In acceptance, authenticity, inclusion, teamwork

yellow blazer

I originally wrote a version of this post a few years ago but it's a message is worth repeating.  Enjoy!

I walked down the street in Toronto’s financial district on my way to a client meeting and when the light turned green an absolute sea of blue suits flooded the street from both directions as though a tide was coming in.

In the middle of this sea of blue was a guy wearing a banana-yellow blazer.  I remember he was mid-to-late 50’s, well groomed, sporting hipster-like glasses and he had a genuine bounce in his step that made it seem he was walking on bedsprings.

I can’t tell you anything about the blue suits but I saw the yellow blazer guy – I mean I saw him.  Really.  Saw.  Him. 

Of all the suits on the street running to eat lunch at one of the hundreds of restaurants serving the same menu, dining in the same dark brown dining rooms, served by the same staff wearing the same black outfits this guy – the guy in the yellow blazer – was the most interesting, most refreshing and most remarkable person in the crowd.

Back in the day when I worked in a corporate office I sat through years of board meetings where everyone pandered to wear the “blue suit”.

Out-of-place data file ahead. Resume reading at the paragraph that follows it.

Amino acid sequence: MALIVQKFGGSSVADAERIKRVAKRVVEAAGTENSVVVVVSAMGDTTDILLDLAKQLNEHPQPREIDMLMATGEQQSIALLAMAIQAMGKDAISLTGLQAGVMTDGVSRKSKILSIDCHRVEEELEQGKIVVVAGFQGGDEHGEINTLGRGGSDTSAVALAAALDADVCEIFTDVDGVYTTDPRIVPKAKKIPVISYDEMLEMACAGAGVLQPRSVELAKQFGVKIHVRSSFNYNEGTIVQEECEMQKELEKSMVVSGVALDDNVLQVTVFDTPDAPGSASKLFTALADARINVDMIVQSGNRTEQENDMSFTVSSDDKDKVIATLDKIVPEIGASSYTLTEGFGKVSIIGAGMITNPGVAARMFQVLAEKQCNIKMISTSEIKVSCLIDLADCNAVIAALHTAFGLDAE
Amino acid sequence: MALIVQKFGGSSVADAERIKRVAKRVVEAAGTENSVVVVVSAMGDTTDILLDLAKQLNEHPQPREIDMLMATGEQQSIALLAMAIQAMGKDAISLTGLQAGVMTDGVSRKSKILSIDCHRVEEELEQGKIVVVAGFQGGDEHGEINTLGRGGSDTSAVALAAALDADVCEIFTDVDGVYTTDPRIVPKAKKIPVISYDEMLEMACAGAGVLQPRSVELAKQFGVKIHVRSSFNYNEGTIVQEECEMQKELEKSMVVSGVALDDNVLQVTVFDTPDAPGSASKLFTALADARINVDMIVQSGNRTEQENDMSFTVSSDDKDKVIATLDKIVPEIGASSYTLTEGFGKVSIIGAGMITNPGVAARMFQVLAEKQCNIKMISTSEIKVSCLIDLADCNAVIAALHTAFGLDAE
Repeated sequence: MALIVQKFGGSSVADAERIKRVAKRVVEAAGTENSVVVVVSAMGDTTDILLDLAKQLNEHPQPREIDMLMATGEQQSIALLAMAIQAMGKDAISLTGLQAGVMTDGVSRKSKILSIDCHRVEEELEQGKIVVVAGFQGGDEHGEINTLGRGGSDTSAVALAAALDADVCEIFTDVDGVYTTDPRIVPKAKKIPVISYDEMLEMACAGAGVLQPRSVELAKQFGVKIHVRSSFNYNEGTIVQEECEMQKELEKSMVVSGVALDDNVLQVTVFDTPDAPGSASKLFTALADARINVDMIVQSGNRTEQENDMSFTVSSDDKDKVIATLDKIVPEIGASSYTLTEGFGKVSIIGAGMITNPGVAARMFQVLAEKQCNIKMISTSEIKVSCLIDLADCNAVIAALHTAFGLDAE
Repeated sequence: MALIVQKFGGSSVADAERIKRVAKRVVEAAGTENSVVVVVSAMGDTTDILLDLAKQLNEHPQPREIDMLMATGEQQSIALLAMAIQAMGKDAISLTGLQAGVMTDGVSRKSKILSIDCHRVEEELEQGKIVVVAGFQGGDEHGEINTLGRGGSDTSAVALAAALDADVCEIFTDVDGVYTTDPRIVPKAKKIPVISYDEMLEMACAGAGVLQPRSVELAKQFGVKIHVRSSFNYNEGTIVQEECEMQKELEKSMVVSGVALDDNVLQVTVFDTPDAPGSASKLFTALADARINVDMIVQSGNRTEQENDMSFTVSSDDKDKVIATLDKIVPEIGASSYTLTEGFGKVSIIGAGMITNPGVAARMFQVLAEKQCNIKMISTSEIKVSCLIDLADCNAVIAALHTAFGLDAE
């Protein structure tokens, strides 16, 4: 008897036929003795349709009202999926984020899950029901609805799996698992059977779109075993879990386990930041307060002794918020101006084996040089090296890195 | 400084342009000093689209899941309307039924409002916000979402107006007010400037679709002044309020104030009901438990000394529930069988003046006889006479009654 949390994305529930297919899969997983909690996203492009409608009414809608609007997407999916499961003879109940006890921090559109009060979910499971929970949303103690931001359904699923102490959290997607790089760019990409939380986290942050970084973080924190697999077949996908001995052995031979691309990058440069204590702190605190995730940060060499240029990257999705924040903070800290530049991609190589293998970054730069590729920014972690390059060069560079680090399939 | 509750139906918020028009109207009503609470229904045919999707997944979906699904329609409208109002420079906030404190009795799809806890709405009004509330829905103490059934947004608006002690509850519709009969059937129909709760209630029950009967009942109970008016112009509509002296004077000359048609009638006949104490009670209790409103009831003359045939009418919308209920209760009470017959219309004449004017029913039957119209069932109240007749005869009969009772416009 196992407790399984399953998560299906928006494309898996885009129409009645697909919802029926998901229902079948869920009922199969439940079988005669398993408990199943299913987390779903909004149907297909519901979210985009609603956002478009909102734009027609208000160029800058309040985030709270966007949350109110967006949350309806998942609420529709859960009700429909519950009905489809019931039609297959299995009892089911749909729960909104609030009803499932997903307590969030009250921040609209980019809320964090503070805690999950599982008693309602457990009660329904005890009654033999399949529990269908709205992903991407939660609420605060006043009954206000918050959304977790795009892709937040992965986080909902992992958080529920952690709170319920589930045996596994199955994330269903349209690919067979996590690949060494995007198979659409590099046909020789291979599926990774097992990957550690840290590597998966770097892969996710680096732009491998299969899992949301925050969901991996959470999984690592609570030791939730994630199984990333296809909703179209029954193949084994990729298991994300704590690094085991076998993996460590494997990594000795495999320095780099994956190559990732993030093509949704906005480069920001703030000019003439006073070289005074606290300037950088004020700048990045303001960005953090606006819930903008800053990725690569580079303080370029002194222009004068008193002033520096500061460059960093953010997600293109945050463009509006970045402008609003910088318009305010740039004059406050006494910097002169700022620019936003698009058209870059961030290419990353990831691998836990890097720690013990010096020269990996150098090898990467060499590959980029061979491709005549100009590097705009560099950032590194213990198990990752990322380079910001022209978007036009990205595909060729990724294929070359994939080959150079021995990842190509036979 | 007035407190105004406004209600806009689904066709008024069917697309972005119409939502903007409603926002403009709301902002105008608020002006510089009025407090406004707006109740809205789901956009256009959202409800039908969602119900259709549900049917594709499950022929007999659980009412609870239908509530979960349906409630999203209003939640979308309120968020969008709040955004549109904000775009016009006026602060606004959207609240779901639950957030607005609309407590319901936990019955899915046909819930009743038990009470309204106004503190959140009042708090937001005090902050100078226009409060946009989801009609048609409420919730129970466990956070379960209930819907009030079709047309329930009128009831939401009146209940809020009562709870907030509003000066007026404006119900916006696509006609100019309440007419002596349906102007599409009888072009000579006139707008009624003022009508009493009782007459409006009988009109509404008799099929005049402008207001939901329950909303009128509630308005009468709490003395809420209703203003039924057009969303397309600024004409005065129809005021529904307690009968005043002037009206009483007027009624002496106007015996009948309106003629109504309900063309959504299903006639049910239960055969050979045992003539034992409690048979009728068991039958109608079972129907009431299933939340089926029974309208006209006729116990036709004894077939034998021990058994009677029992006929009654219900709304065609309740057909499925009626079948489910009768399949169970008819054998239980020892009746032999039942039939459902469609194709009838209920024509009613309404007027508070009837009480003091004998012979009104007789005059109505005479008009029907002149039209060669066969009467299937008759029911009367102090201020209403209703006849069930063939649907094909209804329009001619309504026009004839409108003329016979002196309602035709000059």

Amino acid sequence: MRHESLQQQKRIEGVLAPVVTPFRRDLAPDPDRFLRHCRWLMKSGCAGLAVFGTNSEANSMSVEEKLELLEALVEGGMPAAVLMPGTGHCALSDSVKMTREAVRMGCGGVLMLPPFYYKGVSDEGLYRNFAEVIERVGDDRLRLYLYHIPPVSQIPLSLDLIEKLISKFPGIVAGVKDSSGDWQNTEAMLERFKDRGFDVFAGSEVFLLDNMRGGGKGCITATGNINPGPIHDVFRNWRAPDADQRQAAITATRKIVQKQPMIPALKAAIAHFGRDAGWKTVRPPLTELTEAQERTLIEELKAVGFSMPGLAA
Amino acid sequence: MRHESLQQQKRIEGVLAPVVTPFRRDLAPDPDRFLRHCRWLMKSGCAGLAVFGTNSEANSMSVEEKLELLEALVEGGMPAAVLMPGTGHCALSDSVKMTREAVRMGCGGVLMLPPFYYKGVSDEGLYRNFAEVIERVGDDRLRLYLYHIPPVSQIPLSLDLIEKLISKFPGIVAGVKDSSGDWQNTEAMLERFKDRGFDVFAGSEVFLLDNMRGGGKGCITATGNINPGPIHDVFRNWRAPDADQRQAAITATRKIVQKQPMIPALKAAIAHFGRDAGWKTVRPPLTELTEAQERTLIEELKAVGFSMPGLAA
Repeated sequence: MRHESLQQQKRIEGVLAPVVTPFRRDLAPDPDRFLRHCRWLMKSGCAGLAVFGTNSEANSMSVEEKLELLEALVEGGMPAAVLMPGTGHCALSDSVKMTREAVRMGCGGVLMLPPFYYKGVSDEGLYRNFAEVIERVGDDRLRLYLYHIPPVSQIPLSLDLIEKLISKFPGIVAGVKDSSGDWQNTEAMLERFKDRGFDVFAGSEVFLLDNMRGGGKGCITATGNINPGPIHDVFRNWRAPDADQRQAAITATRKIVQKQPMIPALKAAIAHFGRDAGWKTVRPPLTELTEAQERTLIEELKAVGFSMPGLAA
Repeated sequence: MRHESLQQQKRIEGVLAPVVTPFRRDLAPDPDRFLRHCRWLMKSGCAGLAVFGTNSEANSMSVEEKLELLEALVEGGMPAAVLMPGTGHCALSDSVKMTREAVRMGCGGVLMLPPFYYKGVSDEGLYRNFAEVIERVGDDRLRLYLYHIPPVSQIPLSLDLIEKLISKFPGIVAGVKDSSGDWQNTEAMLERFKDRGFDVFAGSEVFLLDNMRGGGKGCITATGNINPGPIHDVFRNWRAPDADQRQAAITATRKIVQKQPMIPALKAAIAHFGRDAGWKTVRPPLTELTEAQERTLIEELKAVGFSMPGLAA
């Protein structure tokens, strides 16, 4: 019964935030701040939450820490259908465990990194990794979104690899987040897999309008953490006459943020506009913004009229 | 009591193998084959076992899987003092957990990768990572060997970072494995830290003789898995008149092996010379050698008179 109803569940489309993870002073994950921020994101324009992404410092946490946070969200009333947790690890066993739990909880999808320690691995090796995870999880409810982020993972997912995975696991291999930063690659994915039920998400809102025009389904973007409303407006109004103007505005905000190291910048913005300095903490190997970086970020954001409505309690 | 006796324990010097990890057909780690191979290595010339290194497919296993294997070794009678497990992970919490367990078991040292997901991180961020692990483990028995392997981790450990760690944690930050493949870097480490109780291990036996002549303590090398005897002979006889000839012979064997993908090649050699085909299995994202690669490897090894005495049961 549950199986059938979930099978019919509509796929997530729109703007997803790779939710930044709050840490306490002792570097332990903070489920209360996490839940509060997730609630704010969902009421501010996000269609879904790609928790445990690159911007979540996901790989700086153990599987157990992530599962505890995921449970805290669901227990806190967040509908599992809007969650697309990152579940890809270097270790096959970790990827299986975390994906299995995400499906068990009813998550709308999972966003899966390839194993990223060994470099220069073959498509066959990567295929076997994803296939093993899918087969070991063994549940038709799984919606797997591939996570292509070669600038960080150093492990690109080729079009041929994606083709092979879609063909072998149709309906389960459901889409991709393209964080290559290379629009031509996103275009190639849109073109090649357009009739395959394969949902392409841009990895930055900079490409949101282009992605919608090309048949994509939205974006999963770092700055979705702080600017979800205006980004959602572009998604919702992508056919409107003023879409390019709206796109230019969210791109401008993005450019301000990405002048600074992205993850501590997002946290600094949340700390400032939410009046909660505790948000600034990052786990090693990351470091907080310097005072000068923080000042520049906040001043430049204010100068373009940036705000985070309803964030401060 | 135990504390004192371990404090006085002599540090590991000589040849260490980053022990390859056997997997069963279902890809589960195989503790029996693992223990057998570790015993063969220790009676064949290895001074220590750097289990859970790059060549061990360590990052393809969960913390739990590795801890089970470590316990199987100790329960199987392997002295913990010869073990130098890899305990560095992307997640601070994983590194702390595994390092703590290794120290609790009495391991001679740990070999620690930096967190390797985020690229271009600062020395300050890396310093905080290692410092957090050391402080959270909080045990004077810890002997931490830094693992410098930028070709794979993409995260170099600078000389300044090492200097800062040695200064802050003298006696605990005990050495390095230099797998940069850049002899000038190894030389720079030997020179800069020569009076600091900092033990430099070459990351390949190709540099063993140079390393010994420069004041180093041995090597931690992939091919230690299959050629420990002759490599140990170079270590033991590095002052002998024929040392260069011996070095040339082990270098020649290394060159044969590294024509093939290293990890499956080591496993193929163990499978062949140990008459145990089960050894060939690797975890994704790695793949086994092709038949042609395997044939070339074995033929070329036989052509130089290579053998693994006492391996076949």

Agree with everyone on your team and you wear the bluest blue suit, if you have a slightly different idea you wear the blue suit but if you disagree or have an original thought?  Well…you’re sporting a bright yellow blazer, my friend.

There's a Catch-22 built into teamwork.

Teams get the best results with people who have diverse backgrounds, skills and experience but people with diverse backgrounds, skills and experience struggle to work together as a team.

The challenge team members face is recognizing their personal differences are actually their greatest strengths.  What makes their team uniquely qualified to outperform their competition is the fact that they have a uniquely qualified team.  So, why would anyone ever want to quash that?

When a "yellow blazer" walks into the room, it's a gift.  Pressuring that person into wearing a "blue suit" simply quashes their ability to be creative, challenge the status quo, and take risks.  

That's how the race to the middle begins.

The middle is safe, comfortable, peaceful and familiar.  It's also average, ordinary, passive and forgettable.

We admire the teams of yellow blazers; those who break away from the pack and do things differently.  They're the trailblazers, innovators and heroes.     

Each of us has a hero inside who secretly wishes we could (even for just one day) wear the yellow blazer to work.  

When will you wear yours?

 

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